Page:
[14:49] Tepic Harlequin: It was a hard life, those who had long sentences often became institutionalised and were unable to cope on being released, often committing a crime to be sent back to those dreadful places.
[14:49] Stereo Nacht: Hence the mistrust of the educated ones nowadays? ;-)
[14:50] Cpt. Clark Sideswipe (clarksideswipe): Argh, irony, the very idea of reform results in even more mis-adjusted individuals.
[14:50] Tepic Harlequin: This still occurs.......
[14:50] Tepic Harlequin: So what about the younger people sent into the prison system, were they treated differently?
[14:50] Caesar Osterham: Welcome to the law of unitended consequences
[14:51] Tepic Harlequin: It really depended on your age and what you had done. If you were over 14 or had committed a very serious crime, you were treated as an adult in prison, with the same harsh treatment.
[14:51] Tepic Harlequin: The records do show that younger people were often sentenced to a few days to a few months imprisonment, with a certain number of days hard labour, possibly with the intention of administering a short, sharp shock. Considering the number of reoffenders, it is uncertain how well this worked.
[14:52] Tepic Harlequin: There was a route persistent or serious young criminals could go that was not available to their older counterparts, and that was the Reformatory system.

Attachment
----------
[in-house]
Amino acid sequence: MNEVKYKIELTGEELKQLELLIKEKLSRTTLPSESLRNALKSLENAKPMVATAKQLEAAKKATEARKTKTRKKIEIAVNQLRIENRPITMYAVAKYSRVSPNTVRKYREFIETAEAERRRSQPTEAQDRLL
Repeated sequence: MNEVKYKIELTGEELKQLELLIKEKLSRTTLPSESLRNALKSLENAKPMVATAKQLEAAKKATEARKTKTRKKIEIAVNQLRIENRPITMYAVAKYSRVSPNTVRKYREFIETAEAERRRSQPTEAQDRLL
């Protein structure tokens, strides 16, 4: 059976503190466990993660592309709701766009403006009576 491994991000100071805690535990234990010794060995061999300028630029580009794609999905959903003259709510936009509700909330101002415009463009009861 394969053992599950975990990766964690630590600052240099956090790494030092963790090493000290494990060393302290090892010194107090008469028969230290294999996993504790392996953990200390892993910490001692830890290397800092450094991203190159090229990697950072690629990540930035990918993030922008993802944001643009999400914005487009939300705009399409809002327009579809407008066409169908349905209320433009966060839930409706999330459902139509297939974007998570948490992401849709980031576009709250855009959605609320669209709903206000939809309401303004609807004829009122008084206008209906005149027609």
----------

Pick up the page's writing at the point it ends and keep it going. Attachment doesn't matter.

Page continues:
[14:52] Tepic Harlequin: Children would be sentenced to a term of imprisonment, then five or more years in a Reformatory, depending on their age.
[14:53] Tepic Harlequin: The Reformatories were created to teach young offenders a trade while removing them from the bad environment they were living in. They would also be given an education.
[14:54] Tepic Harlequin: They were usually in isolated rural areas and included farm land that the children had to work.
[14:54] Tepic Harlequin: Work was the order of the day, all the chores, maintenance, washing, cooking and cleaning would be done by the inmates, overseen by a small staff of adults. Punishment was harsh, often arbitrary, and although they were supposed to be run by the Trustees, they were usually run entirely by the Master.
[14:55] Stereo Nacht: So... DisTrustees?
[14:55] Garnet Psaltery: heh
[14:55] Tepic Harlequin: Children from about the age of nine would be sent to Reformatories, though younger ones may also have been sent to them - records concerning these institutions are notably sketchy.
[14:56] Zaros Xue: 'Lo all, sorry for being late. :)
[14:56] Garnet Psaltery waves to Xaros
[14:56] Avariel Falcon: Hello there Zaros
[14:56] Tepic Harlequin: Younger children were punished either by their parents, by local police, or could be taken into care by the Court. This would usually mean they would be sent to an orphanage or the Workhouse.